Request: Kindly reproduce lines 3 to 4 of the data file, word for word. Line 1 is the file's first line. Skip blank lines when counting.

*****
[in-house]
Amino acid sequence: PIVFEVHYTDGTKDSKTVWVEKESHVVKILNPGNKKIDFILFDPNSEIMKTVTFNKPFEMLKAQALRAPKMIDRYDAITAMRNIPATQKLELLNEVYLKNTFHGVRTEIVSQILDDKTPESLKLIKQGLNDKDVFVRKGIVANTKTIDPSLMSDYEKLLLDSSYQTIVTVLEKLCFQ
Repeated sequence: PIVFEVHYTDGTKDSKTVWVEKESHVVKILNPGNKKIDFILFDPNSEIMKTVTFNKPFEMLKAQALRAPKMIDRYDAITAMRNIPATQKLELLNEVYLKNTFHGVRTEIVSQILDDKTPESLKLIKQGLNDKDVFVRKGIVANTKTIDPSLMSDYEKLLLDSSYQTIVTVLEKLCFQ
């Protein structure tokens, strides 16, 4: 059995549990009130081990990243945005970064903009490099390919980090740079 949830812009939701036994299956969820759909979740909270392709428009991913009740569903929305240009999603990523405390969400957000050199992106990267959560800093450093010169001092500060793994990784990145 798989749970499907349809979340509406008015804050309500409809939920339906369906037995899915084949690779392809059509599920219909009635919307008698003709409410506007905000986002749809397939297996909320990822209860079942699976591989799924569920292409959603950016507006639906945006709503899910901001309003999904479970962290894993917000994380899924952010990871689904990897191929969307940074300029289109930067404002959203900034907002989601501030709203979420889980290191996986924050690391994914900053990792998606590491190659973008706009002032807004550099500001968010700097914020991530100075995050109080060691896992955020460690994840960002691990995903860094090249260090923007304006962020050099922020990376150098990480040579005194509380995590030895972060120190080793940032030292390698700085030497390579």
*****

Repeated sequence: PIVFEVHYTDGTKDSKTVWVEKESHVVKILNPGNKKIDFILFDPNSEIMKTVTFNKPFEMLKAQALRAPKMIDRYDAITAMRNIPATQKLELLNEVYLKNTFHGVRTEIVSQILDDKTPESLKLIKQGLNDKDVFVRKGIVANTKTIDPSLMSDYEKLLLDSSYQTIVTVLEKLCFQ
């Protein structure tokens, strides 16, 4: 059995549990009130081990990243945005970064903009490099390919980090740079 949830812009939701036994299956969820759909979740909270392709428009991913009740569903929305240009999603990523405390969400957000050199992106990267959560800093450093010169001092500060793994990784990145 798989749970499907349809979340509406008015804050309500409809939920339906369906037995899915084949690779392809059509599920219909009635919307008698003709409410506007905000986002749809397939297996909320990822209860079942699976591989799924569920292409959603950016507006639906945006709503899910901001309003999904479970962290894993917000994380899924952010990871689904990897191929969307940074300029289109930067404002959203900034907002989601501030709203979420889980290191996986924050690391994914900053990792998606590491190659973008706009002032807004550099500001968010700097914020991530100075995050109080060691896992955020460690994840960002691990995903860094090249260090923007304006962020050099922020990376150098990480040579005194509380995590030895972060120190080793940032030292390698700085030497390579």